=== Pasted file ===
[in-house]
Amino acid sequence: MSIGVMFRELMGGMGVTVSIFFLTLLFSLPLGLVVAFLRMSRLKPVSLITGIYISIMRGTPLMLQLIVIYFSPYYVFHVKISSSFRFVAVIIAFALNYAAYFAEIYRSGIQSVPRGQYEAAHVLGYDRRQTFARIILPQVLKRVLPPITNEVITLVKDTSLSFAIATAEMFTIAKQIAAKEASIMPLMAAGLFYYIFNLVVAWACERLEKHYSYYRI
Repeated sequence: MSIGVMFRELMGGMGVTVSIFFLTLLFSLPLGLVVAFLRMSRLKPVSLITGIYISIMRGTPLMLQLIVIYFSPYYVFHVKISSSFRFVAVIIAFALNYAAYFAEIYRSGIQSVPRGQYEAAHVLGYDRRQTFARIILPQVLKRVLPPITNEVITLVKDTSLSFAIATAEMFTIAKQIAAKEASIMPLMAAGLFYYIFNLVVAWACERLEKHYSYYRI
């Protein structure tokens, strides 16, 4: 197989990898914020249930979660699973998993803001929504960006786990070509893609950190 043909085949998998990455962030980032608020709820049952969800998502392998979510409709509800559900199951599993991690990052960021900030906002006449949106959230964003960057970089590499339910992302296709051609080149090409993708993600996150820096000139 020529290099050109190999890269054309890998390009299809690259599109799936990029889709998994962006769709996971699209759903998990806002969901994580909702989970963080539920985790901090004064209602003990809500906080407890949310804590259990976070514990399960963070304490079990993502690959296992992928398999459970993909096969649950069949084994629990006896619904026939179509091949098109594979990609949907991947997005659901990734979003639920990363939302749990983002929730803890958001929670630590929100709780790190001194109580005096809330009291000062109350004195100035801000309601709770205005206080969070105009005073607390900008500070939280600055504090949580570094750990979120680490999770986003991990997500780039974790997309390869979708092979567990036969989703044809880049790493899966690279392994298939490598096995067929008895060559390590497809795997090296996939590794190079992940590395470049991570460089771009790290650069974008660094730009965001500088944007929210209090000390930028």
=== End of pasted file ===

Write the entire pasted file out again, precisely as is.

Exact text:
[in-house]
Amino acid sequence: MSIGVMFRELMGGMGVTVSIFFLTLLFSLPLGLVVAFLRMSRLKPVSLITGIYISIMRGTPLMLQLIVIYFSPYYVFHVKISSSFRFVAVIIAFALNYAAYFAEIYRSGIQSVPRGQYEAAHVLGYDRRQTFARIILPQVLKRVLPPITNEVITLVKDTSLSFAIATAEMFTIAKQIAAKEASIMPLMAAGLFYYIFNLVVAWACERLEKHYSYYRI
Repeated sequence: MSIGVMFRELMGGMGVTVSIFFLTLLFSLPLGLVVAFLRMSRLKPVSLITGIYISIMRGTPLMLQLIVIYFSPYYVFHVKISSSFRFVAVIIAFALNYAAYFAEIYRSGIQSVPRGQYEAAHVLGYDRRQTFARIILPQVLKRVLPPITNEVITLVKDTSLSFAIATAEMFTIAKQIAAKEASIMPLMAAGLFYYIFNLVVAWACERLEKHYSYYRI
């Protein structure tokens, strides 16, 4: 197989990898914020249930979660699973998993803001929504960006786990070509893609950190 043909085949998998990455962030980032608020709820049952969800998502392998979510409709509800559900199951599993991690990052960021900030906002006449949106959230964003960057970089590499339910992302296709051609080149090409993708993600996150820096000139 020529290099050109190999890269054309890998390009299809690259599109799936990029889709998994962006769709996971699209759903998990806002969901994580909702989970963080539920985790901090004064209602003990809500906080407890949310804590259990976070514990399960963070304490079990993502690959296992992928398999459970993909096969649950069949084994629990006896619904026939179509091949098109594979990609949907991947997005659901990734979003639920990363939302749990983002929730803890958001929670630590929100709780790190001194109580005096809330009291000062109350004195100035801000309601709770205005206080969070105009005073607390900008500070939280600055504090949580570094750990979120680490999770986003991990997500780039974790997309390869979708092979567990036969989703044809880049790493899966690279392994298939490598096995067929008895060559390590497809795997090296996939590794190079992940590395470049991570460089771009790290650069974008660094730009965001500088944007929210209090000390930028």